The Fear of All Sums

(Written on the sly at Work for the Dole, while some little fucker I’d like to smash over the head with his laptop rants loudly at the room proclaiming his IT genius. Probably full of typos. *ATTENTION WEIRD INTERNET GRAMMAR NERDS: If typos and grammatical errors disturb you, may I politely suggest that you fuck off and get some sort of a life outside of masturbating to Terry Pratchett audiobooks before any chance of love and happiness pass you by forever. Never mistake pedantry for intelligence. May a grocer’s apostrophe fall off a sign and kill you while you’re ignoring the scary world of thought and ideas in order to bitch about a stranger’s online comma use.)

I have that kind of face – the kind where people think they’ve met me before, or that perhaps I am Someone off the Telly. Lately, though, this face of mine has been doing strange things. A combination of stress, chaotic lady hormones, enthusiastic-to-mildly concerning trashbaggery and adult themes has sent the skin hurtling back into adolescence. Pimples not heard of since 1992 are making a comeback. Not just pimples. Craters. There is presently a zit on my chin capable of accommodating a lunar module. It’s odd, how humiliating this experience is for a thirty-eight year old woman – the incongruous combination of  frown lines with ‘you’re not the boss of me’ lumpy outbreaks reflecting back from the mirror, an apt manifestation, perhaps, of the inner landscape.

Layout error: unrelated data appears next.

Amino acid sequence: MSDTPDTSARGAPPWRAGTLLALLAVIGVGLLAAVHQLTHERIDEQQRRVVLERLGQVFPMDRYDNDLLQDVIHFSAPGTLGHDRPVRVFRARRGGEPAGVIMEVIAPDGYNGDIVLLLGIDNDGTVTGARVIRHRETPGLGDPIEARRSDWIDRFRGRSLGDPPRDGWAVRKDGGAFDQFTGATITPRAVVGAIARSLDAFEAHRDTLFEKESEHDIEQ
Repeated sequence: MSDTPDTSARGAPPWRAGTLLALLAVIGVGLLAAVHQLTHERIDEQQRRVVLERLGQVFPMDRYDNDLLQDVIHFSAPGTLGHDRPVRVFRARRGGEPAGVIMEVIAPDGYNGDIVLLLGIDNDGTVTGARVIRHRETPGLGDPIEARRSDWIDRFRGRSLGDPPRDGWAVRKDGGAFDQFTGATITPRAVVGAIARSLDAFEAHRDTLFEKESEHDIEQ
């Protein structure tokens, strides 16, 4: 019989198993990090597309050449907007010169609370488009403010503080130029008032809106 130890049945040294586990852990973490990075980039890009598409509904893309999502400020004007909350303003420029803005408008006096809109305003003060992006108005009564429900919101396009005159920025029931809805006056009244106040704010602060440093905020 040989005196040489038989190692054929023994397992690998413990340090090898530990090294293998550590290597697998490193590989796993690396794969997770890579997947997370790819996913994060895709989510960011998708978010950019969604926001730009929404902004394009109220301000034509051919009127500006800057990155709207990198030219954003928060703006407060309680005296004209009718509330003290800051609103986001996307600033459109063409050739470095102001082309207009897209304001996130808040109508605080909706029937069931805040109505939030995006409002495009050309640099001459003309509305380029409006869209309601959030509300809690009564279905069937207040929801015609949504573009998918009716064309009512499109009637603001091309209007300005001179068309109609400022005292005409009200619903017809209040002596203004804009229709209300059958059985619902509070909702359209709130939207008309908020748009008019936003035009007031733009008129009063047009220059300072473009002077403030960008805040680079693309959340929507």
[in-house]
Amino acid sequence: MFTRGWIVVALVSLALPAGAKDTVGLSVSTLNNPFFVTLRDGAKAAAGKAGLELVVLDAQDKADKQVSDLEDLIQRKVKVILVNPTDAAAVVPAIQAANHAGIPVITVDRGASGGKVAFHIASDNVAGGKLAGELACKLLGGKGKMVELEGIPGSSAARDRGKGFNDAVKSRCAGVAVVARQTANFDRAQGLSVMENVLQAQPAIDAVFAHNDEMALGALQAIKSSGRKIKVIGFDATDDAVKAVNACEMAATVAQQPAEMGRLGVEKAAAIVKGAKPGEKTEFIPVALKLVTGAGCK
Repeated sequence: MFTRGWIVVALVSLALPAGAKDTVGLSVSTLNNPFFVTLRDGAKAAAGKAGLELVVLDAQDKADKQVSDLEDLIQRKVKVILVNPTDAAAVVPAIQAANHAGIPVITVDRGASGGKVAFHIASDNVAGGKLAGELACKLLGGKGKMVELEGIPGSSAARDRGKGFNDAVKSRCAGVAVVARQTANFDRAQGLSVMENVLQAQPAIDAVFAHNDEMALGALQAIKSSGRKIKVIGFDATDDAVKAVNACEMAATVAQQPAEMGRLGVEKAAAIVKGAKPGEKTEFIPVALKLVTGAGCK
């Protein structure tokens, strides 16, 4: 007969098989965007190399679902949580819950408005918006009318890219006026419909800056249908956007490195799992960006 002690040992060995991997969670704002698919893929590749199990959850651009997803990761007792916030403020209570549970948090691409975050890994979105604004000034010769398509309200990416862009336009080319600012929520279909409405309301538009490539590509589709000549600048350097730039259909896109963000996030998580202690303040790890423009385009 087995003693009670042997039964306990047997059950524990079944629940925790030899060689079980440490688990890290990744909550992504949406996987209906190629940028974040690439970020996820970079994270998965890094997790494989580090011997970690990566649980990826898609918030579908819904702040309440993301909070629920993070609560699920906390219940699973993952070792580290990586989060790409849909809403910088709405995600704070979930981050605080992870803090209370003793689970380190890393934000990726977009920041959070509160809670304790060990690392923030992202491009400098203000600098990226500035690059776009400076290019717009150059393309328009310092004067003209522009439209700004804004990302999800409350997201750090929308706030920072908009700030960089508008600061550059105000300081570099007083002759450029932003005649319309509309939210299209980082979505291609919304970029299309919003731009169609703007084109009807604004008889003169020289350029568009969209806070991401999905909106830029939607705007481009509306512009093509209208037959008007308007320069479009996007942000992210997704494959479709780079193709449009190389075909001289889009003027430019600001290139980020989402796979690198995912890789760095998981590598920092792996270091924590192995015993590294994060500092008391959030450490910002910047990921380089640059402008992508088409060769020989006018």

And so it is both my face that sends me to Coles at nine o’clock in the morning for Clearasil, and my face that engages the high-school aged checkout chick in unexpected conversation.

‘You look like someone who knows about sociology and German Expressionism,’ she declares chirpily and quite incorrectly, as she whips my bottle of dermatological angst killer through the scanner. ‘Do you mind if I ask you a few questions about my art essay?’

What is it about this visage that engenders such faith? Or maybe it’s not that; maybe it’s some kind of pheromone thing? Small children climb over multiple bus seats to sit on my lap and invite me to imaginary Rainbow Brite parties. Babies lean from their parents’ arms, smiling and gurgling and wanting to grasp my finger with their tiny perfect hands. Back in Smith Street’s glory days, a total of five people in twelve months with slowing heartbeats and failing organs crawled into the doorway of my workplace in order to overdose and expire and be brought back from the dead. In that same year, two people somehow made it past an electronic security gate in order to do this in my driveway. I have no idea what I’m doing, or what’s happening next, or where my life is heading. I live from one meal to the next, one dollar to the next. But something about my ease with this situation – a native surfeit of courage and existential stupidity – seems to make a me a safe harbour for the lost, the vulnerable and the spiritually (in this case, academically) bewildered.